Congregational & United Reform- (see also Methodist Churches)
Abbey Road Congregational Church Originally known as the Rock Meeting House and then the Independent Chapel, It opened in September 1847 with seats for 800. Closed in August 1981 and demolished for flats in 1982. The congregation joined up with that of Furrough Cross.
During World War 2 for a nine month period prior to the invasion of Europe this church was the Garrison church of American Service men and many took their last Sacrement here before going to the beaches of Normandy, many never to return
Cary Street Independent Chapel Opened in April 1833 by a break away group who originally worshipped in the independent Trinity Church, until that Church joined the C of E (see modern parishes page). The group had worshipped in a cottage in Swan Street until they could erect this Chapel which had seating for 350 people. A school was later built to the left hand side. In 1842/3 after a disagreement the majority of the congregation left and worshipped firstly at Mr Pengelly’s schoolrooms and then at the Union Hall, until in 1846 they purchased the land at the junction of Rock Road and Abbey Road and built the Rock Meeting House which became the Abbey Road Congregational Church. In 1877 the Cary Street chapel was purchased by the Belgrave Congregation and resold for commercial use. NOTE baptisms are on the IGI.
Next to Abbey Road Congregational Church site stands the building of the Non-Conformist British School opened in 1853 - now used as a hall and disabled fellowship centre. It has been used as a Synagogue, and by Plymouth Brethren & Unitarians
In 1866 a Joshua Wilson of Tunbridge Wells came to Torquay on a visit, he purchased a plot of land in Belgrave Road and erected a temporary churchout of timber with a zinc covered roof and seating 500 people, in time the congregation outgrew this building so a plot of land was acquired in Morgan’s Nursery and a new building (shown here) was erected and opened in November 1870, it became known as Belgrave Congregational Church and although repaired after being bombed in WW2, was to suffer structural problems in the 1960s and was demolished in 1974 and replaced by Central Church. (see Wesleyan page as well)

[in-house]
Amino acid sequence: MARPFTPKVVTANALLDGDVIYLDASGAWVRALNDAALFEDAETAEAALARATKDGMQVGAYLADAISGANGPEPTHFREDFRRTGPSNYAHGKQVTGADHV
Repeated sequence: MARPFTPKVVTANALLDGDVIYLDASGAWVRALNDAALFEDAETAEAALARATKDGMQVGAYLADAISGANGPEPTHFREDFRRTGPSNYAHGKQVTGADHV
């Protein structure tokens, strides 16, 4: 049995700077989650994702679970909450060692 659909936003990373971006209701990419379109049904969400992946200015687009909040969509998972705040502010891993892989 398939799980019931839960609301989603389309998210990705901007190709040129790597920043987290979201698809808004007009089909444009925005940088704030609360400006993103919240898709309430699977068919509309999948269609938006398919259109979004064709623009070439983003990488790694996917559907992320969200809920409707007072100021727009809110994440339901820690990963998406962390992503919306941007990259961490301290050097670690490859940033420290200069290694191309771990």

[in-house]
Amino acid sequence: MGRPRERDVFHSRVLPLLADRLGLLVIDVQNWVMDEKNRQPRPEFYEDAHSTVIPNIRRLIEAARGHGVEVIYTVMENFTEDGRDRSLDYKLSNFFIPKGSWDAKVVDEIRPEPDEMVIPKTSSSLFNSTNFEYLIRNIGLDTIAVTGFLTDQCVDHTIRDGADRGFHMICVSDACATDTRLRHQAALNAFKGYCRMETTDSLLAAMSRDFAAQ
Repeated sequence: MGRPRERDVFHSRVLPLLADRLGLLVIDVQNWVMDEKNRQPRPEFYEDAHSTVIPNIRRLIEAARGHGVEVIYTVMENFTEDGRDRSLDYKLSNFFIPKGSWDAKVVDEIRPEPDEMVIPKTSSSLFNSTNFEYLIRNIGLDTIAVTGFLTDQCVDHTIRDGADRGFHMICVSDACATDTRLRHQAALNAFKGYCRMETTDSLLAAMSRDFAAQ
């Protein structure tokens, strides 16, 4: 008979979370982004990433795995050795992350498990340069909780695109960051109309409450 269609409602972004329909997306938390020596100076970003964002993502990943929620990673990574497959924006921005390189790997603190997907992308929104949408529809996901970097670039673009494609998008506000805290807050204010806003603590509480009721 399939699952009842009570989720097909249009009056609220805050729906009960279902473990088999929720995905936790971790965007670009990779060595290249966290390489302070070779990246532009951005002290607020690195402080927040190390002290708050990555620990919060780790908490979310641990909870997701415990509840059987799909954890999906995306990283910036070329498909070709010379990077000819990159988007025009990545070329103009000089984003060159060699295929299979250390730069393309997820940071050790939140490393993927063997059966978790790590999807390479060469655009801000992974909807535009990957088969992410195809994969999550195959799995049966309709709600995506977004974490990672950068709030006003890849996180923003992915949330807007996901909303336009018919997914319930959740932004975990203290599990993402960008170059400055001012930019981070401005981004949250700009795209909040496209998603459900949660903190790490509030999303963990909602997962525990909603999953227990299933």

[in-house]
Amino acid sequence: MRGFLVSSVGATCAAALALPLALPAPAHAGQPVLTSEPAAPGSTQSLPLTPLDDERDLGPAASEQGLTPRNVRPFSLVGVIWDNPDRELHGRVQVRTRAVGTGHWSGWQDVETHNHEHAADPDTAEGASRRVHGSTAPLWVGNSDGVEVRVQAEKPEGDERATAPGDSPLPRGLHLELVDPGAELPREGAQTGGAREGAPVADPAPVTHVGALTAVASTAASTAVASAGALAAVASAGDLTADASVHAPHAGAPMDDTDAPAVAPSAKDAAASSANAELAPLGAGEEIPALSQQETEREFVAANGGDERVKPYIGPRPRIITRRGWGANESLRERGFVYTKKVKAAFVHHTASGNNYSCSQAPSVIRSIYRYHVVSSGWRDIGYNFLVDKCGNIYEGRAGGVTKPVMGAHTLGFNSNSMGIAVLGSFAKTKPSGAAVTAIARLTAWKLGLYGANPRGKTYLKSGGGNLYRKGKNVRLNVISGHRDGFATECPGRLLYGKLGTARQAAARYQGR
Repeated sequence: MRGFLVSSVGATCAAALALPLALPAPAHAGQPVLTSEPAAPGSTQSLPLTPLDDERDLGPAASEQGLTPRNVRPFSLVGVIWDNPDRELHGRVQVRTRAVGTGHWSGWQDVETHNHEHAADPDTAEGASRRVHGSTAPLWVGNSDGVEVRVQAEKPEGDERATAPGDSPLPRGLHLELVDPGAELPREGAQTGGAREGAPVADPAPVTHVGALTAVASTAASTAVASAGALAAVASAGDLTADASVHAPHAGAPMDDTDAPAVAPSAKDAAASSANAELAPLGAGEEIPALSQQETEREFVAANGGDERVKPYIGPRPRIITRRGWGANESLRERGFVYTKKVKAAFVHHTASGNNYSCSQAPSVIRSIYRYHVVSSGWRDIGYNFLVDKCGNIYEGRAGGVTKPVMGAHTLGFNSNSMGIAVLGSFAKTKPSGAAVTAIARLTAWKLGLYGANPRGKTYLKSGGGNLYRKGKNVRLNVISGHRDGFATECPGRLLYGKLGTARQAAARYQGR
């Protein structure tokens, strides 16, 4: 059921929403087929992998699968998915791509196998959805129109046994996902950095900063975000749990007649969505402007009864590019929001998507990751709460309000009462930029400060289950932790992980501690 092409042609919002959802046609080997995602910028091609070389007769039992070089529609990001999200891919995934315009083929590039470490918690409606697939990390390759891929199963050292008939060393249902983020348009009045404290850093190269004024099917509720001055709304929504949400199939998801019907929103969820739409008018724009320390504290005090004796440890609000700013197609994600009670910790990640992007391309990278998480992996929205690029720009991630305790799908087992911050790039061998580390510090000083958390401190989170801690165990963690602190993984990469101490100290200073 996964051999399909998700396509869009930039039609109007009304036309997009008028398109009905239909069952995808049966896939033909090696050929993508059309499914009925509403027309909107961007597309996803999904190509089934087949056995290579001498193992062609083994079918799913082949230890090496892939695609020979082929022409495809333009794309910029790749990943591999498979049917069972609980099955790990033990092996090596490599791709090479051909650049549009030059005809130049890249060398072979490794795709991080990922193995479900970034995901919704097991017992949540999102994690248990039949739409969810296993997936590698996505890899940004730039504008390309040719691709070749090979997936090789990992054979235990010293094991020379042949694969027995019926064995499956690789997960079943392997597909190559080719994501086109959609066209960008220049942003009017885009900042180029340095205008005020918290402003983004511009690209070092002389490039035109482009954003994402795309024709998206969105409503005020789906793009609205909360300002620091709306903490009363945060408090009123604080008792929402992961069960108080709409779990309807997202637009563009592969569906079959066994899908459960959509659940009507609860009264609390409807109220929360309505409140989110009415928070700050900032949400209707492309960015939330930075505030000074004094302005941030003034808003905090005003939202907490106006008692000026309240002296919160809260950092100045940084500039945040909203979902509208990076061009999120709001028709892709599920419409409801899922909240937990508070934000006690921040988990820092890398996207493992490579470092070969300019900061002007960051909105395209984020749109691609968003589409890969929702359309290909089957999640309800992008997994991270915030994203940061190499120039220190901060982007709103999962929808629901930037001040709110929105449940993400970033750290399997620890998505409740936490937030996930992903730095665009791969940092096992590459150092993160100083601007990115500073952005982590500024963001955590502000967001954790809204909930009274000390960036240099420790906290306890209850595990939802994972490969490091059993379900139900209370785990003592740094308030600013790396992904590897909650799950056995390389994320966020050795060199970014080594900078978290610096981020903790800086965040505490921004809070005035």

The old temporary building was bought by the East Vitifer Mining Company who moved it to their works and used it as a house and offices.
Another view of Belgrave Church taken from the Morgan Avenue side. A church hall was built adjoining and this still stands and is used by Age Concern as a day centre for the elderly
Central Church- United Reform & Methodist
Replaced the Belgrave Congregational Church, which stood on the same site, Opened in September 1976, as joint venture between the congregations of Belgrave Congregational Church, Union St Wesleyan Chapel and Market Street Primitive Methodist Chapel
Furrough Cross Church
Built in 1852 as a free/independent church (a break away from the St Marychurch Parish Church),and financed by Sir Culling Eardley, then from 1902 as a Congregational church and finally in 1981 as a United Reform Church, and still very much in use
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